12. Marcia Barhydt
    Marcia Barhydt at | | Reply

    People like that nurse put policy above the individual need because they’re too afraid of their own job security and too afraid to break the rules. And because often they’re not bright enough to realize that exceptions and emergencies must always prevail.

    Bill, this is shocking and unconscionable. It’s an atrocity to the profession of nursing and to the mindset of the care of older women and men.

  13. Brenda Ourada
    Brenda Ourada at | | Reply

    The important issues in this story are not being discussed, because it’s too easy to sink to the ‘being mean to grandma’ level. I expected better of Bill Thomas.

    The general public is not aware that there is not always a medical benefit to CPR. The longterm survival after CPR declines with age and underlying conditions. CPR is very aggressive and often leads to a few additional days in intensive care followed by death.

    Most people don’t understand the levels of care provided in independent living facilities and how it’s different from a skilled nursing facility. Since many people utilize these facilities, they should understand what is and isn’t being provided. This is a great opportunity to educate and begin discussion.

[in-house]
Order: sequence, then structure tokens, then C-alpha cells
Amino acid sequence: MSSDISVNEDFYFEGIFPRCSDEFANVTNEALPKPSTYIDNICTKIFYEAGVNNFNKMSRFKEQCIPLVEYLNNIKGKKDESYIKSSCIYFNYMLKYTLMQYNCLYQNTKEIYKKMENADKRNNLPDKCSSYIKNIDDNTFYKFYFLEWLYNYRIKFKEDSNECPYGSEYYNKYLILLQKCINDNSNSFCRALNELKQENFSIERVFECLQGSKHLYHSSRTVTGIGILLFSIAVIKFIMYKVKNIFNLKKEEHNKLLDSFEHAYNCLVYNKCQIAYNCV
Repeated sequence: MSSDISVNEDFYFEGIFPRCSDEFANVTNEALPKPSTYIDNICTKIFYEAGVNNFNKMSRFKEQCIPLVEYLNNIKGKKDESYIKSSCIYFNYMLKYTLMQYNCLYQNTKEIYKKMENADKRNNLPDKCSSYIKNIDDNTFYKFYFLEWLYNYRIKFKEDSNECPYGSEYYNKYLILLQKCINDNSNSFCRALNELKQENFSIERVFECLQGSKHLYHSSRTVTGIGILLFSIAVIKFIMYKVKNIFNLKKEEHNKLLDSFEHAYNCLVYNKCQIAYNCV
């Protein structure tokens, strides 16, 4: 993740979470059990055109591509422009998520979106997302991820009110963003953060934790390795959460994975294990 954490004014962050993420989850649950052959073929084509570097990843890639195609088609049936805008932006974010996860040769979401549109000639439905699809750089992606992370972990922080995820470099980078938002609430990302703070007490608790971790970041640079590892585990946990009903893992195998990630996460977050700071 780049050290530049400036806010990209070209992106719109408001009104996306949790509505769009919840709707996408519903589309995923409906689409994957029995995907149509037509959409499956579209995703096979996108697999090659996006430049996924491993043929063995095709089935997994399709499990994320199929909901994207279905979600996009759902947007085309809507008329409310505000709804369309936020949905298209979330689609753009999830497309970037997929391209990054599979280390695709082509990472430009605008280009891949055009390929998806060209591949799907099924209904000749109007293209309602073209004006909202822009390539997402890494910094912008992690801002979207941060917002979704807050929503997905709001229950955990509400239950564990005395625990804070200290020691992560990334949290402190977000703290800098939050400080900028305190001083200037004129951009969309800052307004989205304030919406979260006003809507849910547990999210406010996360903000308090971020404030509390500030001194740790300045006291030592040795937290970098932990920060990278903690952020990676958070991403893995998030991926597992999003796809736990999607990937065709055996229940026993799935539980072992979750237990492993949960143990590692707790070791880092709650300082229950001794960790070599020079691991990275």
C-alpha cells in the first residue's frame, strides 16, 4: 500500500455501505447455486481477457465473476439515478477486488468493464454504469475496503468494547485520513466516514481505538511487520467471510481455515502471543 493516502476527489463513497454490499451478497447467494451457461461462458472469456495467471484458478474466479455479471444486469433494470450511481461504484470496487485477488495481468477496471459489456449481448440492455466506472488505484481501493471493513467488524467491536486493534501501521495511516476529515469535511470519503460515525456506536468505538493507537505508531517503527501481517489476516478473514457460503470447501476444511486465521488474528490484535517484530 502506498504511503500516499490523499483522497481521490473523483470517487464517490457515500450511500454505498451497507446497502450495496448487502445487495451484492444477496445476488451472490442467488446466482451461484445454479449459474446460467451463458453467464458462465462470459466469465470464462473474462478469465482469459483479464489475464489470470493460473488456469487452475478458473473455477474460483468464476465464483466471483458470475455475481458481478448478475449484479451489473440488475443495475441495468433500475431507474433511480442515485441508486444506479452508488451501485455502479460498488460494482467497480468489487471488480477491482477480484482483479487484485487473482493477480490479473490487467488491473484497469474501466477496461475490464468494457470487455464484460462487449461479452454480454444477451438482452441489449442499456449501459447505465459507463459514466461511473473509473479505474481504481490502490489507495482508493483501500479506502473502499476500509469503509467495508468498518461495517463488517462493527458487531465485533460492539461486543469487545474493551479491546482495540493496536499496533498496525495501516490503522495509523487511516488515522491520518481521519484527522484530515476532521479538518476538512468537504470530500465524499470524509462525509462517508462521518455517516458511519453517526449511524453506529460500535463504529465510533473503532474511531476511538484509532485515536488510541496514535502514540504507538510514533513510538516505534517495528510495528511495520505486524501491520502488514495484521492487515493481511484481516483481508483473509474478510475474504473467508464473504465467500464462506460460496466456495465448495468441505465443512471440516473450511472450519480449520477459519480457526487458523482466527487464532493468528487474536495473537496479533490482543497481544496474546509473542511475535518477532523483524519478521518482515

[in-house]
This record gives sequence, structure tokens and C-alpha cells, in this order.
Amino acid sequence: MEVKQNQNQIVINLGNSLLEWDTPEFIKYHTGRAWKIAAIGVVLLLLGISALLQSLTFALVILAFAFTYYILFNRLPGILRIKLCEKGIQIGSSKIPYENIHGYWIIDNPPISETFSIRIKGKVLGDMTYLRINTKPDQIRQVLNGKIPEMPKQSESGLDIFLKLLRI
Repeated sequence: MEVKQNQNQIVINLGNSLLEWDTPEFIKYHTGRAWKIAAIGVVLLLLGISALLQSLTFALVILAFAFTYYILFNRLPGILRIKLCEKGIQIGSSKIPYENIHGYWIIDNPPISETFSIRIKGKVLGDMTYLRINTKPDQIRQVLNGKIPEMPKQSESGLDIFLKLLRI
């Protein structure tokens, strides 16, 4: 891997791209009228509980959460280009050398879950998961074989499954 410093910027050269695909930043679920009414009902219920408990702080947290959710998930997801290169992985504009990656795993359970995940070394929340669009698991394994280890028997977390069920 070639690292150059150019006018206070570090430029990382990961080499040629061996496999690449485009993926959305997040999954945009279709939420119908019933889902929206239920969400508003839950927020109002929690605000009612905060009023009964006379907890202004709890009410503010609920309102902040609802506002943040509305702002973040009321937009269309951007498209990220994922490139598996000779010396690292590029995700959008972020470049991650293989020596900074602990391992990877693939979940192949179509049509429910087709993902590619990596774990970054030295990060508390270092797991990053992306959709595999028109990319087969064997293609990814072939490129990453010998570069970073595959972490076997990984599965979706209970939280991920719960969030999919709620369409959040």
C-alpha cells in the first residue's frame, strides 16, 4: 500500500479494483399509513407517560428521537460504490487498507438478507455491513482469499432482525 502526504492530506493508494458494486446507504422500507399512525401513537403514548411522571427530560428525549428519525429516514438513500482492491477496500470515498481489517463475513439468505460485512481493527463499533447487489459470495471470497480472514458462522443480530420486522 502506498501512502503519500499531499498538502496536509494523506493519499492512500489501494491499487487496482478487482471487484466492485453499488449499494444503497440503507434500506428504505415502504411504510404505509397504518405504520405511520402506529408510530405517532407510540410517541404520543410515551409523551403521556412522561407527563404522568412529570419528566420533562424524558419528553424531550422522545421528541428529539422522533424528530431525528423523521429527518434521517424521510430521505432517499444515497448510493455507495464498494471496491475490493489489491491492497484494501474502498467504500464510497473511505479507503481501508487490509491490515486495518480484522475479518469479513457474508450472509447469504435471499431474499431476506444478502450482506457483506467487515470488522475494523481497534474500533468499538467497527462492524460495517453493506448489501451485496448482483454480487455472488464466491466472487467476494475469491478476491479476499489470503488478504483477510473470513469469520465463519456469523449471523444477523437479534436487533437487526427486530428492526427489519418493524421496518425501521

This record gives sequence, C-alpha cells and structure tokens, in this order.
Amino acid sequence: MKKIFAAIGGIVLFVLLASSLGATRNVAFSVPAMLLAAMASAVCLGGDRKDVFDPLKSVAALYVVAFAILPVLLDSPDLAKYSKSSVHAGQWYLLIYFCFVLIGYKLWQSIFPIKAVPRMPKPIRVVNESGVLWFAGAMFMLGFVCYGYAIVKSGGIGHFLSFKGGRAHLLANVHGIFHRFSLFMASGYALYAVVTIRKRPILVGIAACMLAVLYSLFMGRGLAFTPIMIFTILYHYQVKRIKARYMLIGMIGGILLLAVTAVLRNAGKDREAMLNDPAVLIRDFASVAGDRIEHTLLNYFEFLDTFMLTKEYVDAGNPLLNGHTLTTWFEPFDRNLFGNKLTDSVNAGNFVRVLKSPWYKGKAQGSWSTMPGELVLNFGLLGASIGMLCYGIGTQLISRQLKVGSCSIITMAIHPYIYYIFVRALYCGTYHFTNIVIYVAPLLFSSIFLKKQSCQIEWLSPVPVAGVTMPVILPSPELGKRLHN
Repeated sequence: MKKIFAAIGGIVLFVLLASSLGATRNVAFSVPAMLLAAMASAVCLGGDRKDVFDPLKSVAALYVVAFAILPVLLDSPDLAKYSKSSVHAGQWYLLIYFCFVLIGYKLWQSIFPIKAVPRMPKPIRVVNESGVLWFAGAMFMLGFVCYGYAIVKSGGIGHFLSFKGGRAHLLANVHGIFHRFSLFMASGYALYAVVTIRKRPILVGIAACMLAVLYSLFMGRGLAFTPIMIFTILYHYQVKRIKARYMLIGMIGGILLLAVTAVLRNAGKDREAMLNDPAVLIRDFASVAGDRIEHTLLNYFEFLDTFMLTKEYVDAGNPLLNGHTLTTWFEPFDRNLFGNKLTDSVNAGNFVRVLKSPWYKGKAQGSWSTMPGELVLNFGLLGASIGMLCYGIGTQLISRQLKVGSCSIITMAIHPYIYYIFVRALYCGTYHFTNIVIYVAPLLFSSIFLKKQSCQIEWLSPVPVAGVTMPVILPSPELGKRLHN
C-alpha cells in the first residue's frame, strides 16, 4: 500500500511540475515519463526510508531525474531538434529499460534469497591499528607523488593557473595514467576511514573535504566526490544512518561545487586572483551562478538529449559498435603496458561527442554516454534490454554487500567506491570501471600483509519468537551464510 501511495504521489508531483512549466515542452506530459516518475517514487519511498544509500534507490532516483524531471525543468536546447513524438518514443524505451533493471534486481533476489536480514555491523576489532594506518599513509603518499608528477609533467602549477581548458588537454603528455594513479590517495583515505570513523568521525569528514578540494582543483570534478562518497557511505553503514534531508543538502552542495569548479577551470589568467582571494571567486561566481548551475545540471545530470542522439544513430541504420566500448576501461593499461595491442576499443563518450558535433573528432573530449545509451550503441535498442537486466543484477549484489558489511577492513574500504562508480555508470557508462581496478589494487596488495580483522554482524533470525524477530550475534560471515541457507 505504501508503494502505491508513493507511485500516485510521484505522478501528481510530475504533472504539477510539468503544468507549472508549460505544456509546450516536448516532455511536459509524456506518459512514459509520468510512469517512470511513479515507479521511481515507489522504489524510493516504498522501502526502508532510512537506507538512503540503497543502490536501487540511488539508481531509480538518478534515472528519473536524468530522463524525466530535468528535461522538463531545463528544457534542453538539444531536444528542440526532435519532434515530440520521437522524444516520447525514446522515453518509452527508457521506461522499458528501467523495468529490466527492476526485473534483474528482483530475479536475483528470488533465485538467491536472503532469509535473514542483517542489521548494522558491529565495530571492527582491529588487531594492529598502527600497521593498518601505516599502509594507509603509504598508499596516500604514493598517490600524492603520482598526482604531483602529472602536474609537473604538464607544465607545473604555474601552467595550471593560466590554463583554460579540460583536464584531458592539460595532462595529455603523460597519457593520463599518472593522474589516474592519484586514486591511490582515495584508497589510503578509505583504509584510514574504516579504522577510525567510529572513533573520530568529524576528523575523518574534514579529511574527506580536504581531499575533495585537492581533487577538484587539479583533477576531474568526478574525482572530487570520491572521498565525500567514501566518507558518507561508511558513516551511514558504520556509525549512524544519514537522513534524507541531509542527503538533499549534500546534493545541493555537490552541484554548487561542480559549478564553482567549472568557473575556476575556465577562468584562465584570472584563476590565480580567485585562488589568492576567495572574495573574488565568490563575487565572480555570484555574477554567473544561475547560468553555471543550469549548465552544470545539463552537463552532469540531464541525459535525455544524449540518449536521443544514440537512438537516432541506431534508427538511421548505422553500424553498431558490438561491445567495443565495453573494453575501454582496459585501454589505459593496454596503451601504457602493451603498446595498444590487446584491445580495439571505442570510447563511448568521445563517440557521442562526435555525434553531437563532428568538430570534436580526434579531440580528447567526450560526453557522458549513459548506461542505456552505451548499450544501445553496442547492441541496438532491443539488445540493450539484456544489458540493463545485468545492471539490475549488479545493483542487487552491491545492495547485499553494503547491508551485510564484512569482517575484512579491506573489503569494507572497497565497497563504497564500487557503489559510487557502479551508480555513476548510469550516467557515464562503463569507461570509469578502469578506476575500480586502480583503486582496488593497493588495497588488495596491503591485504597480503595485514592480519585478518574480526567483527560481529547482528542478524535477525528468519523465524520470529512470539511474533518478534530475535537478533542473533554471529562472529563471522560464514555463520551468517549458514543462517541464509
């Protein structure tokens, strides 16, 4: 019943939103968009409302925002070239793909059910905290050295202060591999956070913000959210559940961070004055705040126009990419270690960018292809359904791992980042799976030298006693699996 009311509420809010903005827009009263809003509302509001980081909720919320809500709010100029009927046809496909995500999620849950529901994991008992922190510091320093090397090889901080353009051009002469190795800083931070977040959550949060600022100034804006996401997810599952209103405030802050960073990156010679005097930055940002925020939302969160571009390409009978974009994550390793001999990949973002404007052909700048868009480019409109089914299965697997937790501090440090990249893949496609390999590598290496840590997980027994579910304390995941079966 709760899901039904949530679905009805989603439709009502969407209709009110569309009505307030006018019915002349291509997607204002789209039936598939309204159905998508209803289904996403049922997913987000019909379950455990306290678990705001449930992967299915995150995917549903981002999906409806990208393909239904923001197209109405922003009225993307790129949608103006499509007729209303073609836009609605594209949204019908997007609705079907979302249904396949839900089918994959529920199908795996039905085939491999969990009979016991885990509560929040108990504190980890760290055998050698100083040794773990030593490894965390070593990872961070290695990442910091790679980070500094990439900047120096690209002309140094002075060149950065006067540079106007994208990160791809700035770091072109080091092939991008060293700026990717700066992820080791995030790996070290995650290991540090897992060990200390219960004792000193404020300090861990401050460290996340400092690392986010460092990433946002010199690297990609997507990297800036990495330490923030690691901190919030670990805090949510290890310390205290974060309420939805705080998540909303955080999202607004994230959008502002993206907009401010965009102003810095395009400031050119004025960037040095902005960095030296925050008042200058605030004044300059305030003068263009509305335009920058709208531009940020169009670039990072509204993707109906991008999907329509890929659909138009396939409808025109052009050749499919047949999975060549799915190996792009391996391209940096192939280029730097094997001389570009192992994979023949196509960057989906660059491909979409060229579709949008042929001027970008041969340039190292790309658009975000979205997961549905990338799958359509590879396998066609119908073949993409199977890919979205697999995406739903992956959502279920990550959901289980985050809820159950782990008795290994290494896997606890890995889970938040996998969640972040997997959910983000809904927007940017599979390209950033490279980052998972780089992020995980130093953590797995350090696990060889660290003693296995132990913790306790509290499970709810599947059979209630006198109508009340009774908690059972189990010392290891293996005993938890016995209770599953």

Somehow as a society we have decided that it’s appropriate to bring out the big guns in fighting off death in older adults. Let’s be clear that much of this thinking is thanks to Medicare. There is money to be made by prolonging the dying. How many stories have I read on this website and others about dying people undergoing unnecessary procedures that cause undue suffering with no medical benefit.

    I’m certainly not advocating an arbitrary age restriction on services, but let’s look at the complexities of this situation, and not take the easy road of sensationalism.

    1. Dr T
      Dr T at | | Reply

      Brenda your comment is much appreciated. As I noted, there may be mitigating circumstances here. However it remains shocking to image a hotel clerk standing by while a customer died on the lobby floor. What’s the life of an elder worth, that’s the question that is gnawing at me. I do hope you continue to advance the conversation with thoughtful comments like this.